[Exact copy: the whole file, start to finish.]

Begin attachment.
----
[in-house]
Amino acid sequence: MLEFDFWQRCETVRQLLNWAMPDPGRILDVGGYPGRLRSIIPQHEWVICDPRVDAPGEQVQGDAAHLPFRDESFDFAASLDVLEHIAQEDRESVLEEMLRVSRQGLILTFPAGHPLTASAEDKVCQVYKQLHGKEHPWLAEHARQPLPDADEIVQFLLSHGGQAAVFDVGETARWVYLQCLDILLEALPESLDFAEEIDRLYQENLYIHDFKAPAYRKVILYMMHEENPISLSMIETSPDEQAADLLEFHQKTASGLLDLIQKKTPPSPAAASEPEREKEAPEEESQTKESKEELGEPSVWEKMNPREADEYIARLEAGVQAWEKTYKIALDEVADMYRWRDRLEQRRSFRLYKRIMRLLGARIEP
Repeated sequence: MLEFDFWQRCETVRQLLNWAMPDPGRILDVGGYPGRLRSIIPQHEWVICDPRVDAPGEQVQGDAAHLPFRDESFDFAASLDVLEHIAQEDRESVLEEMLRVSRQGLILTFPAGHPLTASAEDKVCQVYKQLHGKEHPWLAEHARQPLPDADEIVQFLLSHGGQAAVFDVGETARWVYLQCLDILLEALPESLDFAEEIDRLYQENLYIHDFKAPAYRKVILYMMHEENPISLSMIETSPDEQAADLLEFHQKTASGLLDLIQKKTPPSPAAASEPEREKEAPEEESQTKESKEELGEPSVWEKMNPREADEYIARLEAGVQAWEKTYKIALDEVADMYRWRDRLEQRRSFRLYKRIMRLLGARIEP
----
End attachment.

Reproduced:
[in-house]
Amino acid sequence: MLEFDFWQRCETVRQLLNWAMPDPGRILDVGGYPGRLRSIIPQHEWVICDPRVDAPGEQVQGDAAHLPFRDESFDFAASLDVLEHIAQEDRESVLEEMLRVSRQGLILTFPAGHPLTASAEDKVCQVYKQLHGKEHPWLAEHARQPLPDADEIVQFLLSHGGQAAVFDVGETARWVYLQCLDILLEALPESLDFAEEIDRLYQENLYIHDFKAPAYRKVILYMMHEENPISLSMIETSPDEQAADLLEFHQKTASGLLDLIQKKTPPSPAAASEPEREKEAPEEESQTKESKEELGEPSVWEKMNPREADEYIARLEAGVQAWEKTYKIALDEVADMYRWRDRLEQRRSFRLYKRIMRLLGARIEP
Repeated sequence: MLEFDFWQRCETVRQLLNWAMPDPGRILDVGGYPGRLRSIIPQHEWVICDPRVDAPGEQVQGDAAHLPFRDESFDFAASLDVLEHIAQEDRESVLEEMLRVSRQGLILTFPAGHPLTASAEDKVCQVYKQLHGKEHPWLAEHARQPLPDADEIVQFLLSHGGQAAVFDVGETARWVYLQCLDILLEALPESLDFAEEIDRLYQENLYIHDFKAPAYRKVILYMMHEENPISLSMIETSPDEQAADLLEFHQKTASGLLDLIQKKTPPSPAAASEPEREKEAPEEESQTKESKEELGEPSVWEKMNPREADEYIARLEAGVQAWEKTYKIALDEVADMYRWRDRLEQRRSFRLYKRIMRLLGARIEP